The crosslinkable allylic copolymer resins described above are ideal for many coatings. Unfortunately, however, they are not so valuable as toner resins, for which higher molecular weights and broader molecular weight distributions are generally needed. Making useful high-molecular- weight polymers with broad molecular weight distributions is not always easy, particularly when allylic monomers are used. While crosslinking monomers such as divinylbenzene (DVB) are commonly used to increase molecular weight in free-radical polymerizations, they can normally be used only in minor concentrations. At high enough DVB levels, excessive crosslinking occurs, and a gelled reaction mixture can result.

Applications other than toners could also benefit from new allylic copolymer resins. Examples include thermoset polymers (which normally include, in addition to the resin, a crosslinker and other optional components such as fillers, thickeners, pigments, and other additives), thermoplastics

(which can benefit from plasticizers that can react into the polymer network), and coatings (especially for controlling rheology).

In sum, there is a continuing need for new allylic copolymer resins and ways to make them. Preferably, the resins would offer processing and performance benefits--particularly in the areas of electrophotographic toners- -that are not currently available from the low-molecular-weight, hydroxy- functional acrylic resins described above. A preferred process would be inexpensive and simple to practice, and would retain the benefits of earlier processes for making resins from allyl monomers (e. g., good control over molecular weight build even without a solvent or chain-transfer agent). Finally, a preferred process would provide resins having high molecular weights and broad molecular weight distributions but would avoid excessive crosslinking and reactor gellation.

SUMMARY OF THE INVENTION The invention provides a way to make copolymer resins that are useful as toner resins, thermoset resins, reactive plasticizers, rheology modifiers, and other uses. The invention is a process which comprises copolymerizing an ethylenic monomer in the presence of a monofunctional allyl monomer, a free-radical initiator, and a multifunctional allyl monomer.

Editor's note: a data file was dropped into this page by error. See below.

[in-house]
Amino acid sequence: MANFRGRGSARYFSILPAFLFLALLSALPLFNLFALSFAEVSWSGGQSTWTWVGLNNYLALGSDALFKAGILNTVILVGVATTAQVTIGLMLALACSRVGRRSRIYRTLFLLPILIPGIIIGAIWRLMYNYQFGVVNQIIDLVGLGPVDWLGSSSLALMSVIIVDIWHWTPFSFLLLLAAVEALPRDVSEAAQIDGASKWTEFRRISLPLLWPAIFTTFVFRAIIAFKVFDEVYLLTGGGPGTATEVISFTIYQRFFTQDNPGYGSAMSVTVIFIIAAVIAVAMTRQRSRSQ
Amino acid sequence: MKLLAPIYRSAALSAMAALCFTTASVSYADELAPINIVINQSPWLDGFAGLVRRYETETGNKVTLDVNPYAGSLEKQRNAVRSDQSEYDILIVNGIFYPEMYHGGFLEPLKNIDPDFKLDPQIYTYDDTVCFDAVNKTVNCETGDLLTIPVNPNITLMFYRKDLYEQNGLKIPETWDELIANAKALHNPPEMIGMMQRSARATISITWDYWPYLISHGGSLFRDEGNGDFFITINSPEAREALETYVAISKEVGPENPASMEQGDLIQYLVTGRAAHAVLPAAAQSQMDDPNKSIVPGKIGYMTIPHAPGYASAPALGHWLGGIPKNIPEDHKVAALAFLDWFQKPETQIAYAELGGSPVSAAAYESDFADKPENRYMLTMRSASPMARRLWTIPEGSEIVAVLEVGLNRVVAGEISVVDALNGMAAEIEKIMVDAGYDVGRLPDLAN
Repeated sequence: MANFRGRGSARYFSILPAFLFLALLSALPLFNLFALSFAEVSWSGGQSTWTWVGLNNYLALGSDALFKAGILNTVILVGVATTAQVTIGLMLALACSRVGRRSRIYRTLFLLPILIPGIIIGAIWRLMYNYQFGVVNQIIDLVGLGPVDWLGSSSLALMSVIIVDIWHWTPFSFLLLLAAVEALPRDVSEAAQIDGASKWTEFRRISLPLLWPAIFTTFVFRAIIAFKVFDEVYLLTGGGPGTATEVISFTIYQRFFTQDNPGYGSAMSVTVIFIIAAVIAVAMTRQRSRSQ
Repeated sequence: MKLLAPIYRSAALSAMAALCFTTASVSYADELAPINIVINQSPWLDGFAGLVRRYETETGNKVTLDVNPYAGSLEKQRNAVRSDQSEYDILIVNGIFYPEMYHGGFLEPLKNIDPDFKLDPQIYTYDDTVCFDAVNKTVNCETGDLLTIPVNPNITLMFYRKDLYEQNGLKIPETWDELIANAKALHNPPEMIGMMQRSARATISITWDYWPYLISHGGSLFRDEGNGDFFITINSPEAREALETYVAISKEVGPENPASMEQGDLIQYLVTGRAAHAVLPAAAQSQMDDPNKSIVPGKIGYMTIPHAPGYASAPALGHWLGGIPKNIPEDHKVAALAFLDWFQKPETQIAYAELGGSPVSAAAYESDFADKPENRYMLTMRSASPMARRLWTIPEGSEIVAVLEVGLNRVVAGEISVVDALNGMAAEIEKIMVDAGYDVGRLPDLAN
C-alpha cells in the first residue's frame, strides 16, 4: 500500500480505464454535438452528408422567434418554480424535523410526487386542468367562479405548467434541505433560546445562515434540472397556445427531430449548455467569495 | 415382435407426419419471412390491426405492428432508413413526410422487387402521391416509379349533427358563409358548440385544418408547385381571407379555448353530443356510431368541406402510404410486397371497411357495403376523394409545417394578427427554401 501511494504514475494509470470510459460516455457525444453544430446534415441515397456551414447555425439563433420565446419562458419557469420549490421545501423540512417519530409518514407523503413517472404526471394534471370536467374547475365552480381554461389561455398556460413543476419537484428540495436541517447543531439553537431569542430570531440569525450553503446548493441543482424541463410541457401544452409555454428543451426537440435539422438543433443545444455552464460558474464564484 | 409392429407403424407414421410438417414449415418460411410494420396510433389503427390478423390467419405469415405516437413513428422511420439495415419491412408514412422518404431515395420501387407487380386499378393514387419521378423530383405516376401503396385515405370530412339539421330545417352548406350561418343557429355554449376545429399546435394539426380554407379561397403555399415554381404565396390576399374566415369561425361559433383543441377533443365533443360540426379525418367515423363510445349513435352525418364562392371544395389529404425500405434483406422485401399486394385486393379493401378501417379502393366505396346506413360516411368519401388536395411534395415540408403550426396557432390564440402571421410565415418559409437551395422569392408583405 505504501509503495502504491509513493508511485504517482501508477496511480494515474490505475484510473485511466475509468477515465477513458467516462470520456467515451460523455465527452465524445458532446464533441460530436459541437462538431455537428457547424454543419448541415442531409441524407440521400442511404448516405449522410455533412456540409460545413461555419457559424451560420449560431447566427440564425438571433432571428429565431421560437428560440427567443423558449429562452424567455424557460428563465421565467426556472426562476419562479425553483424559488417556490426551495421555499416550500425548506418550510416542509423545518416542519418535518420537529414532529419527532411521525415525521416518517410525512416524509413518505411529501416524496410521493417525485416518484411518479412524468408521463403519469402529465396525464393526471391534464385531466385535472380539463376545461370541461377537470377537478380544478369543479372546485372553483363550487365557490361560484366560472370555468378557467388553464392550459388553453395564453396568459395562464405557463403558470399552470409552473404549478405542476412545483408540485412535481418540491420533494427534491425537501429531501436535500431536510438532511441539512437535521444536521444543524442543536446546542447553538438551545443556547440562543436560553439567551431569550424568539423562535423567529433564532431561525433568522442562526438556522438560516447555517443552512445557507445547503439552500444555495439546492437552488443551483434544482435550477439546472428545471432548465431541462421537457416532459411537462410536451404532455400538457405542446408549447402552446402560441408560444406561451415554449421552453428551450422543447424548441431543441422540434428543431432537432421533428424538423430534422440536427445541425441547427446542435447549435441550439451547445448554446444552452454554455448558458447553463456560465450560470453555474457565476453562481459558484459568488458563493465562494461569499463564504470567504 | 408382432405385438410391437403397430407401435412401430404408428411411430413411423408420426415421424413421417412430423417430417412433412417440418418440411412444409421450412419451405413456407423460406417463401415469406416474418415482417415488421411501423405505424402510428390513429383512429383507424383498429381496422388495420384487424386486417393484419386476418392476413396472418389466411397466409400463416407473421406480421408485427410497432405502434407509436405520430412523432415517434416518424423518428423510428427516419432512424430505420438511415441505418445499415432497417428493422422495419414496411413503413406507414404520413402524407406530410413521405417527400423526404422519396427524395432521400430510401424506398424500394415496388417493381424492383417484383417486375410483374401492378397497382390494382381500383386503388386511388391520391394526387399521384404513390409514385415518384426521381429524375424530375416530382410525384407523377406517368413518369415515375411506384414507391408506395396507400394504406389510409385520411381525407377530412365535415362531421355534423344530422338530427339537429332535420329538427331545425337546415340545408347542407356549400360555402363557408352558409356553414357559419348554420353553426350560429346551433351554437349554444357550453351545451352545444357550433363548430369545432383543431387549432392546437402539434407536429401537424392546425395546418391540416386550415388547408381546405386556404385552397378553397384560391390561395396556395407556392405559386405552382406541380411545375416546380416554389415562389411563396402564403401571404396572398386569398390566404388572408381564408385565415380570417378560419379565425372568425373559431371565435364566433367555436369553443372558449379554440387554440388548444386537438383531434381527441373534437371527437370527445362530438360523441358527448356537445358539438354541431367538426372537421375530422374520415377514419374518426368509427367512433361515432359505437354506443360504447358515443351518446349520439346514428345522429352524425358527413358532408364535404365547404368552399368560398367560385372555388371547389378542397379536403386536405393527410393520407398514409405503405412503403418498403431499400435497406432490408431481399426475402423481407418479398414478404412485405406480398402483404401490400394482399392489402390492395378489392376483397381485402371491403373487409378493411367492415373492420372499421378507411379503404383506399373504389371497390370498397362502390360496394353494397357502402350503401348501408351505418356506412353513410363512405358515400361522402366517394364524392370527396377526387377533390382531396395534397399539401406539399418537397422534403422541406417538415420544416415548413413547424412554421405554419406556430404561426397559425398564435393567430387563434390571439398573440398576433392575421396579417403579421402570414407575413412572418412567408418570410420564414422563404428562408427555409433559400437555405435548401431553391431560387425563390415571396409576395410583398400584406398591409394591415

The key element is the multifunctional allyl monomer, which is used in an amount effective to produce a copolymer resin having a polydispersity (Mw/Mn) within the range of about 5 to about 30.

The process of the invention enables the preparation of high- molecular-weight allylic copolymer resins with broad molecular weight distributions. The resins can be made without reaction solvents or chain- transfer agents, and even bulk polymerization can be used. Incorporating the right amount of multifunctional allyl monomer unexpectedly broadens molecular weight distribution dramatically without causing excessive crosslinking or reactor gellation.

DETAILED DESCRIPTION OF THE INVENTION The process of the invention comprises copolymerizing an ethylenic monomer in the presence of a monofunctional allyl monomer, a free-radical initiator, and a multifunctional allyl monomer.

Ethylenic monomers suitable for use in the invention contain a <BR> <BR> <BR> <BR> -CR=CH2 group wherein R is hydrogen or C,-C5 alkyl. Suitable ethylenic monomers include, for example, vinyl aromatic monomers, unsaturated nitriles, vinyl esters, vinyl ethers, vinyl halides, vinylidene halides, (meth) acrylic acids, (meth) acrylate esters (including hydroxyalkyl (meth) acrylates), (meth) acrylamides, fluoroalkyl (meth) acrylates, conjugated dienes, and the like, and mixtures thereof. Preferred ethylenic monomers are vinyl aromatic monomers, (meth) acrylic acids, (meth) acrylate esters, and conjugated dienes. Particularly preferred is styrene, especially when used with butadiene or a meth (acrylate) ester.